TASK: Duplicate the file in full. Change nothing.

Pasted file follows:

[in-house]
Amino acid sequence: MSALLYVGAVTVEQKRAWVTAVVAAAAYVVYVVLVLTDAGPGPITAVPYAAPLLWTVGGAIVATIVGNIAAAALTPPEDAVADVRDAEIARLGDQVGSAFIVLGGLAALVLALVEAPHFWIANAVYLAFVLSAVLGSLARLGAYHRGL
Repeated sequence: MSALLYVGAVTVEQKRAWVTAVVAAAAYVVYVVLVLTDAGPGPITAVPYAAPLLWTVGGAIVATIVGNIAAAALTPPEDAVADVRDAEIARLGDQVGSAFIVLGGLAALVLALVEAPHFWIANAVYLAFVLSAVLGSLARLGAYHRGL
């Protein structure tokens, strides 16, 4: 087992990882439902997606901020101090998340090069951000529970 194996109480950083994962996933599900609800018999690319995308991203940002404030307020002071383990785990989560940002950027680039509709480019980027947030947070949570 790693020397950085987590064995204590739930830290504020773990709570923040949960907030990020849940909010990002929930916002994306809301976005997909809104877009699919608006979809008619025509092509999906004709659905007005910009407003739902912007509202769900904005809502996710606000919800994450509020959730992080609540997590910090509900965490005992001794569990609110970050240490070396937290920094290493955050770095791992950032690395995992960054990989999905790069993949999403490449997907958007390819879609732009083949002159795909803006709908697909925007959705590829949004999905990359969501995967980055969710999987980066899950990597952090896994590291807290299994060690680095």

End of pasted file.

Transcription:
[in-house]
Amino acid sequence: MSALLYVGAVTVEQKRAWVTAVVAAAAYVVYVVLVLTDAGPGPITAVPYAAPLLWTVGGAIVATIVGNIAAAALTPPEDAVADVRDAEIARLGDQVGSAFIVLGGLAALVLALVEAPHFWIANAVYLAFVLSAVLGSLARLGAYHRGL
Repeated sequence: MSALLYVGAVTVEQKRAWVTAVVAAAAYVVYVVLVLTDAGPGPITAVPYAAPLLWTVGGAIVATIVGNIAAAALTPPEDAVADVRDAEIARLGDQVGSAFIVLGGLAALVLALVEAPHFWIANAVYLAFVLSAVLGSLARLGAYHRGL
């Protein structure tokens, strides 16, 4: 087992990882439902997606901020101090998340090069951000529970 194996109480950083994962996933599900609800018999690319995308991203940002404030307020002071383990785990989560940002950027680039509709480019980027947030947070949570 790693020397950085987590064995204590739930830290504020773990709570923040949960907030990020849940909010990002929930916002994306809301976005997909809104877009699919608006979809008619025509092509999906004709659905007005910009407003739902912007509202769900904005809502996710606000919800994450509020959730992080609540997590910090509900965490005992001794569990609110970050240490070396937290920094290493955050770095791992950032690395995992960054990989999905790069993949999403490449997907958007390819879609732009083949002159795909803006709908697909925007959705590829949004999905990359969501995967980055969710999987980066899950990597952090896994590291807290299994060690680095």